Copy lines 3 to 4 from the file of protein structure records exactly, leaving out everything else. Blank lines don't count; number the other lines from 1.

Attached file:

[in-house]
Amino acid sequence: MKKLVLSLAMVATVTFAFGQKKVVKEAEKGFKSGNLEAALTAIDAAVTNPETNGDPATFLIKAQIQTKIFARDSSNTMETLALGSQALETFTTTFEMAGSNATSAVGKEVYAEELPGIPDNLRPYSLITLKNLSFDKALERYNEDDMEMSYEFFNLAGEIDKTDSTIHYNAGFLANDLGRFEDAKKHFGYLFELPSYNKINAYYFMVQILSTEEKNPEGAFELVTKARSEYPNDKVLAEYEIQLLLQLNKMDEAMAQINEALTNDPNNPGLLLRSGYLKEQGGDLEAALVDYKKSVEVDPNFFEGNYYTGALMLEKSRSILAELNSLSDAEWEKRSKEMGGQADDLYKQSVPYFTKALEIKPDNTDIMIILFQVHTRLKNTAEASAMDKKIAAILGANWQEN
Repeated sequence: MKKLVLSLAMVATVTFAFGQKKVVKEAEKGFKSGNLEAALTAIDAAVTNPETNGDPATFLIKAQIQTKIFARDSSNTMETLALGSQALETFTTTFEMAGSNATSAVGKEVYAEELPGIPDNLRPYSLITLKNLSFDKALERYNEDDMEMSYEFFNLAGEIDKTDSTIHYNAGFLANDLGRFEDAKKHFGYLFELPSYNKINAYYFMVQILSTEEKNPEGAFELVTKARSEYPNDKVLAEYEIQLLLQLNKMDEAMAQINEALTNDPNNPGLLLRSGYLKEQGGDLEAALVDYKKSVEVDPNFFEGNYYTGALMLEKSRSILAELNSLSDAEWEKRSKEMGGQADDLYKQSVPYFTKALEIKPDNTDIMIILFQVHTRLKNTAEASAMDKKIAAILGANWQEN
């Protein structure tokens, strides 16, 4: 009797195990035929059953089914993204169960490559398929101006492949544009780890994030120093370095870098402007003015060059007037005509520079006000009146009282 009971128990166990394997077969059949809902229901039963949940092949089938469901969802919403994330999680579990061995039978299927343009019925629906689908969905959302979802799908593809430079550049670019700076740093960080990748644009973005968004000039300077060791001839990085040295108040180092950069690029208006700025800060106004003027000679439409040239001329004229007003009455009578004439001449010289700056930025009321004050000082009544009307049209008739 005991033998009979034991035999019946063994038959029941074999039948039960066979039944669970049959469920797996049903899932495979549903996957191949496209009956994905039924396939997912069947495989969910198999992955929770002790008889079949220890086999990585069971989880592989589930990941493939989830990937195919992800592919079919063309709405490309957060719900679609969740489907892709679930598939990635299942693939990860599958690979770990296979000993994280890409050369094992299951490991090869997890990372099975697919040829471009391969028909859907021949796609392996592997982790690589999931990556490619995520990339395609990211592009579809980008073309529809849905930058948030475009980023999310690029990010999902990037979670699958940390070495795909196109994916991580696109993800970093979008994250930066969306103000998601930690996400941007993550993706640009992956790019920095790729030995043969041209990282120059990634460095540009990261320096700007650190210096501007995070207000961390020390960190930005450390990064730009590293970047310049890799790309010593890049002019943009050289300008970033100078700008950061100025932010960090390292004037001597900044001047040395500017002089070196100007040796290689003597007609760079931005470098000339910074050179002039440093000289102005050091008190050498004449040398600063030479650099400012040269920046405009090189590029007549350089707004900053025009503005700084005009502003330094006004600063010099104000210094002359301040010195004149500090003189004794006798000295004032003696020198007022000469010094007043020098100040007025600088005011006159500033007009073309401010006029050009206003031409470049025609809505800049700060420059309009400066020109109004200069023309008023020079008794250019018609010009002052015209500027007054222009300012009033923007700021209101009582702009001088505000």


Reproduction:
Repeated sequence: MKKLVLSLAMVATVTFAFGQKKVVKEAEKGFKSGNLEAALTAIDAAVTNPETNGDPATFLIKAQIQTKIFARDSSNTMETLALGSQALETFTTTFEMAGSNATSAVGKEVYAEELPGIPDNLRPYSLITLKNLSFDKALERYNEDDMEMSYEFFNLAGEIDKTDSTIHYNAGFLANDLGRFEDAKKHFGYLFELPSYNKINAYYFMVQILSTEEKNPEGAFELVTKARSEYPNDKVLAEYEIQLLLQLNKMDEAMAQINEALTNDPNNPGLLLRSGYLKEQGGDLEAALVDYKKSVEVDPNFFEGNYYTGALMLEKSRSILAELNSLSDAEWEKRSKEMGGQADDLYKQSVPYFTKALEIKPDNTDIMIILFQVHTRLKNTAEASAMDKKIAAILGANWQEN
């Protein structure tokens, strides 16, 4: 009797195990035929059953089914993204169960490559398929101006492949544009780890994030120093370095870098402007003015060059007037005509520079006000009146009282 009971128990166990394997077969059949809902229901039963949940092949089938469901969802919403994330999680579990061995039978299927343009019925629906689908969905959302979802799908593809430079550049670019700076740093960080990748644009973005968004000039300077060791001839990085040295108040180092950069690029208006700025800060106004003027000679439409040239001329004229007003009455009578004439001449010289700056930025009321004050000082009544009307049209008739 005991033998009979034991035999019946063994038959029941074999039948039960066979039944669970049959469920797996049903899932495979549903996957191949496209009956994905039924396939997912069947495989969910198999992955929770002790008889079949220890086999990585069971989880592989589930990941493939989830990937195919992800592919079919063309709405490309957060719900679609969740489907892709679930598939990635299942693939990860599958690979770990296979000993994280890409050369094992299951490991090869997890990372099975697919040829471009391969028909859907021949796609392996592997982790690589999931990556490619995520990339395609990211592009579809980008073309529809849905930058948030475009980023999310690029990010999902990037979670699958940390070495795909196109994916991580696109993800970093979008994250930066969306103000998601930690996400941007993550993706640009992956790019920095790729030995043969041209990282120059990634460095540009990261320096700007650190210096501007995070207000961390020390960190930005450390990064730009590293970047310049890799790309010593890049002019943009050289300008970033100078700008950061100025932010960090390292004037001597900044001047040395500017002089070196100007040796290689003597007609760079931005470098000339910074050179002039440093000289102005050091008190050498004449040398600063030479650099400012040269920046405009090189590029007549350089707004900053025009503005700084005009502003330094006004600063010099104000210094002359301040010195004149500090003189004794006798000295004032003696020198007022000469010094007043020098100040007025600088005011006159500033007009073309401010006029050009206003031409470049025609809505800049700060420059309009400066020109109004200069023309008023020079008794250019018609010009002052015209500027007054222009300012009033923007700021209101009582702009001088505000």